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PCRWR – UNESCO Collaboratively Organized Two Days Training Program at Bahawalpur

 

 

 

To highlight the issues of Drylands in Pakistan , a two days training course titled, “Management of Dryland Resources” has been organized by Pakistan Council of Research In Water Resources (PCRWR) with the financial assistance of United Nations Educational, Scientific and Cultural Organization (UNESCO) at PCRWR Regional Office, Bahawalpur on April 7-8th, 2012.

 

About 25 participants including PhD & M. Phil Scholars from Cholistan Institute of Desert Studies (CIDS) and Associate Professors, Department of Geography, The Islamia University Bahawalpur , Cholistan Development Authority, Forest and Agriculture Department were the beneficiaries of this course.

 

During first day, Ch. Muhammad Akram, Director General (PCRWR, Islamabad ), Engr. Rashid Aftab, Director (PCRWR, Islamabad ), Engr. Zamir Ahmed Soomro, Regional Director (PCRWR, Lahore ) and Mr Imtiaz Ahmed, Assistant Professor (The Islamia University, Bahawalpur) has presented research papers to cover-up the various aspects of the topic. On the second day, a field trip was managed for demonstration to participants regarding zooming of Bio-Sphere Reserve and rainwater harvesting technologies introduced by PCRWR at its FRS Dingarh.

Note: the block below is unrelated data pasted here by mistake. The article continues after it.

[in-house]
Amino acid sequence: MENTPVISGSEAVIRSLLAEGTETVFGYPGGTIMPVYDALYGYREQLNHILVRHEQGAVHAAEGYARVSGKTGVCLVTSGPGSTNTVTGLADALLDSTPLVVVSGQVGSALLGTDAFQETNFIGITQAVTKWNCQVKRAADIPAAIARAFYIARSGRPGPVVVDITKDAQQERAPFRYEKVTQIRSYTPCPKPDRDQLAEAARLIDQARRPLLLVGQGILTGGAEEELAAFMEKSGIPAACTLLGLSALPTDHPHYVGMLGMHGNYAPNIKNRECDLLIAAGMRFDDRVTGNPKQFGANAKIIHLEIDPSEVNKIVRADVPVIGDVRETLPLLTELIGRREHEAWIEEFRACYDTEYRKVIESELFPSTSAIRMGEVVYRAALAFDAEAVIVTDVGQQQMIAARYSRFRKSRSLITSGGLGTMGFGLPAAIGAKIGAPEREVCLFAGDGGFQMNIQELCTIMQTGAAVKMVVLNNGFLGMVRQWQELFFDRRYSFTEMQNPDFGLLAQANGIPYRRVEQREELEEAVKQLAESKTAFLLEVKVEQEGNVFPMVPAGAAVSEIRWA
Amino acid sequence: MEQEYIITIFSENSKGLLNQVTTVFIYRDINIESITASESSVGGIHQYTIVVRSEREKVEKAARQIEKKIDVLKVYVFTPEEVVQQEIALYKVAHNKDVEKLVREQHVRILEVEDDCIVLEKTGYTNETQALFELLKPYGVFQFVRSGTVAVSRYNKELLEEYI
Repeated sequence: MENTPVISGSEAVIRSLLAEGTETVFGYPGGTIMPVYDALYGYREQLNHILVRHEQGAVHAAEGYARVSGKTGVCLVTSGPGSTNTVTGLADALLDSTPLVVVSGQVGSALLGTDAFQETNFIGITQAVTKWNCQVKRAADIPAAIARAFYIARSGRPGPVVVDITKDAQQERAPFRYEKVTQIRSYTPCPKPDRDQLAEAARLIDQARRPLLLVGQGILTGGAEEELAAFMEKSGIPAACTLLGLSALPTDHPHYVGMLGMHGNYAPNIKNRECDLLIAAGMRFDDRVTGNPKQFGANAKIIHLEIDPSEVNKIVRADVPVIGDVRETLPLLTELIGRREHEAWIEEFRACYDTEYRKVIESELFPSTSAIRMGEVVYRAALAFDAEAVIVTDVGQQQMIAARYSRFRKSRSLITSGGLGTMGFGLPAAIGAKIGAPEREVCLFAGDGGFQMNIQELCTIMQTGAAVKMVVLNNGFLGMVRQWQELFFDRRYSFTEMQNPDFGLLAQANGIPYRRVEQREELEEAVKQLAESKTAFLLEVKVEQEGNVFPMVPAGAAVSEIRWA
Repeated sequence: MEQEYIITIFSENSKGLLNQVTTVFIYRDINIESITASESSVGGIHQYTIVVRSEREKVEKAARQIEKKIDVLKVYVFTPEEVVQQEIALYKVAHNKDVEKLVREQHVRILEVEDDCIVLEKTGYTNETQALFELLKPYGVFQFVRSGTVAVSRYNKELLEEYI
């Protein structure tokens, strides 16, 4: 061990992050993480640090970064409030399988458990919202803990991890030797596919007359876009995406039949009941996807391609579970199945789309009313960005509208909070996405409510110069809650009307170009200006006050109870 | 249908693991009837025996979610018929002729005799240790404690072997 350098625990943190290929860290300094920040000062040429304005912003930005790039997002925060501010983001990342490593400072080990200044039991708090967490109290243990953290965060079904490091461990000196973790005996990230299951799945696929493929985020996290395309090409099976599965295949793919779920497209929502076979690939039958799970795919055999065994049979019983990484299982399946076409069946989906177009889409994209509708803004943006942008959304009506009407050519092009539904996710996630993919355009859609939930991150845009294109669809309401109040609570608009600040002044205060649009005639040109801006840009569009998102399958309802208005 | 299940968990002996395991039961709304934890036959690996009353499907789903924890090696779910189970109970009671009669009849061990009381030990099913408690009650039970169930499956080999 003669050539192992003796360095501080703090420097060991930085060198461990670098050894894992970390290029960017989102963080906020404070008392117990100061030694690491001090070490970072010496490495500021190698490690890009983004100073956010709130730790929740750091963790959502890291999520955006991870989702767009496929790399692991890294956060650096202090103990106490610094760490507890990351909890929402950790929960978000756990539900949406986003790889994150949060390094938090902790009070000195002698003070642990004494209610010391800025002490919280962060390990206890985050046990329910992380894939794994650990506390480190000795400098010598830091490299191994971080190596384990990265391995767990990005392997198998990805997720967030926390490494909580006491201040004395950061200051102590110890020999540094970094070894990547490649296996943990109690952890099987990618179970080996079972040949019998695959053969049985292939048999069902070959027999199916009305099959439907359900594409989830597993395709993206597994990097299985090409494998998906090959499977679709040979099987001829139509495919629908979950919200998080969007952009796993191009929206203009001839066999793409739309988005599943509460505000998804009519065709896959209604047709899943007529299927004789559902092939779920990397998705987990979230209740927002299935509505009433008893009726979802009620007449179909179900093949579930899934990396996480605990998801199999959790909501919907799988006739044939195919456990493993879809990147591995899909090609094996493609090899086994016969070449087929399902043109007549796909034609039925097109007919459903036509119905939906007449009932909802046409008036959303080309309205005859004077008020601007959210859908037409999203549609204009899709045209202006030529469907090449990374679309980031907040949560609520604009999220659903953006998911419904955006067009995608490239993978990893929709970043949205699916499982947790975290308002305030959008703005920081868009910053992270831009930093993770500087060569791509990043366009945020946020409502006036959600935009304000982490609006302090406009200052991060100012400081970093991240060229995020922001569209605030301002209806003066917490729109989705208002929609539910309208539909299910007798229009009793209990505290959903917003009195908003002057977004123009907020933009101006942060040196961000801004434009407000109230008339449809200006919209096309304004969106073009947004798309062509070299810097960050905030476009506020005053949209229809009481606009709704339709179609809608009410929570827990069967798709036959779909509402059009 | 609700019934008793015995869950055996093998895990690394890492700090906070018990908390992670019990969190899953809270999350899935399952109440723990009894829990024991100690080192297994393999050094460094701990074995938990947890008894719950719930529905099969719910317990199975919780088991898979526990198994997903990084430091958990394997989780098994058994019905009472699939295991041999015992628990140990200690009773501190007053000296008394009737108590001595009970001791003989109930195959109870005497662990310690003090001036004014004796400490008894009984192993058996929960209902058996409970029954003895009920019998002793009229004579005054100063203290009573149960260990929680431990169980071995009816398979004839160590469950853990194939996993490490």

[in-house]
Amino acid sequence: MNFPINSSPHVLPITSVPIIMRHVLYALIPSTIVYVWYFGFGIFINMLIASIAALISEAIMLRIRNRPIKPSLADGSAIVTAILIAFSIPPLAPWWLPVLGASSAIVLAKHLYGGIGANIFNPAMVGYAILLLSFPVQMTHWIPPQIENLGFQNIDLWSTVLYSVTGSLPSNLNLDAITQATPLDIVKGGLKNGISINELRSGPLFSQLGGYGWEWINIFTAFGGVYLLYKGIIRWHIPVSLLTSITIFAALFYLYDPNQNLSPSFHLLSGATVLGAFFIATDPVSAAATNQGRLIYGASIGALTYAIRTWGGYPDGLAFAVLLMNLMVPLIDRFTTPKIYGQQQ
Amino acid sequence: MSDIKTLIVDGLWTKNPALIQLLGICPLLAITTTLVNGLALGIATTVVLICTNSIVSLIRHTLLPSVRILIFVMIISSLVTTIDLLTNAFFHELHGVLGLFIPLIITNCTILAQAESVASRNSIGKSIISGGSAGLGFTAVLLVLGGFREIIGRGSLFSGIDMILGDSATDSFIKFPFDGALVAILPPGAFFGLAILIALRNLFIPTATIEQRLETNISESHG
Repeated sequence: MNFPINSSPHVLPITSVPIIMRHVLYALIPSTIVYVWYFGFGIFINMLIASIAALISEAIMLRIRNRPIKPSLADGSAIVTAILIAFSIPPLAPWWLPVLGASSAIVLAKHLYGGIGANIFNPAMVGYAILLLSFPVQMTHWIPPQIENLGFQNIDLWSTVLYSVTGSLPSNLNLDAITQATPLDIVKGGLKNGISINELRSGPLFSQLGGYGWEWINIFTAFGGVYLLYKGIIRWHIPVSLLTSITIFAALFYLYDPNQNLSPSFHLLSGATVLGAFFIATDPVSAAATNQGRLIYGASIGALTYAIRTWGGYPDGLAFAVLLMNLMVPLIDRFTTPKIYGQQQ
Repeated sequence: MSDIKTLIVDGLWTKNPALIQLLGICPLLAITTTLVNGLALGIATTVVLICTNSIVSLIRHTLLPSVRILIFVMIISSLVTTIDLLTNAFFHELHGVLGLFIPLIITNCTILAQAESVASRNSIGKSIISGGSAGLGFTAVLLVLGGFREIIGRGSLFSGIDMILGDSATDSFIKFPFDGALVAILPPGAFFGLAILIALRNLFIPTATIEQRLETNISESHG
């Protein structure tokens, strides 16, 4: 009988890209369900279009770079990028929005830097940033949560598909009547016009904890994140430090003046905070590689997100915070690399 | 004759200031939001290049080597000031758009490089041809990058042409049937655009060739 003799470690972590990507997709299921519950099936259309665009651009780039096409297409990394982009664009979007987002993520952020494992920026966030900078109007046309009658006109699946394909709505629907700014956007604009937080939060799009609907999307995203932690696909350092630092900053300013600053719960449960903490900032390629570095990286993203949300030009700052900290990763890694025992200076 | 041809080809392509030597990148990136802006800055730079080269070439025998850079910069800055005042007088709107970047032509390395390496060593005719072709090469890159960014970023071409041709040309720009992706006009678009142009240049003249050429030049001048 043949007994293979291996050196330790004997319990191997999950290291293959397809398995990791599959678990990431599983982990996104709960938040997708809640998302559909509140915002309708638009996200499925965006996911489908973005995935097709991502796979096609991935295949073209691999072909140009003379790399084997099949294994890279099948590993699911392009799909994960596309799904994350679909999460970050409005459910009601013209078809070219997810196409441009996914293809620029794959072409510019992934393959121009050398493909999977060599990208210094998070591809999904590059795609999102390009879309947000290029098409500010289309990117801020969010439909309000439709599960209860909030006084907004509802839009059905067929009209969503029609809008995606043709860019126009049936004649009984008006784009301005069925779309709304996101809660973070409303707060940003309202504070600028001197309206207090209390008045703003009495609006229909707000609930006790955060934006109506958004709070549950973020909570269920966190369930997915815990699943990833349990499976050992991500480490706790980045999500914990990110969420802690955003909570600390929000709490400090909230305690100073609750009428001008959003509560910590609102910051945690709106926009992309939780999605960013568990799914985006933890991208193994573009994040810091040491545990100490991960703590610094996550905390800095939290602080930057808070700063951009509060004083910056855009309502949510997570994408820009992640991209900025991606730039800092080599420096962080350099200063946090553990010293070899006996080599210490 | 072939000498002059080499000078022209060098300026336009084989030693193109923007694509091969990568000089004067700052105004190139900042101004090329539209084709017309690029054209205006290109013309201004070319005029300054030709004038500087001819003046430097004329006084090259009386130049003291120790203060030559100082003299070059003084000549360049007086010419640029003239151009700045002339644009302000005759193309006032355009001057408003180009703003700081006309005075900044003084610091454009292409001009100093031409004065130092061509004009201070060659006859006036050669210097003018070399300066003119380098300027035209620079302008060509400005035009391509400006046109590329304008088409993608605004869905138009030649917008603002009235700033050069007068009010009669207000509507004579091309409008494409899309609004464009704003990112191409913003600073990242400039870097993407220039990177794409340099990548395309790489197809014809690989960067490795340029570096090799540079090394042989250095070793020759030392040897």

On the Occasion Dr. Kozue Kay Nagata, UNESCO representative highlighted the global issues of drylands. She said” The effects of recent climate change are predicted to worsen this situation. These gloomy situations can be offset by a new breed of innovative interventions that are developed together with communities, which combine traditional, culturally sustainable and modern skill-based knowledge.


Workshop Presentations

1.      DESERTIFICATION PROCESSES, ITS SYMPTOMS AND CONSEQUENCES

2.      INTRODUCTION OF PCRWR’S PROJECTS IMPLEMENTED IN CHOLISTAN DESERT FOR RAINWATER HARVESTING

3.      Water Quality Issues and Interventions

4.      Rainwater Harvesting Technologies and Calculations of the Potential

5.      Biodiversity Monitoring Through Modern Techniques in Cholistan Desert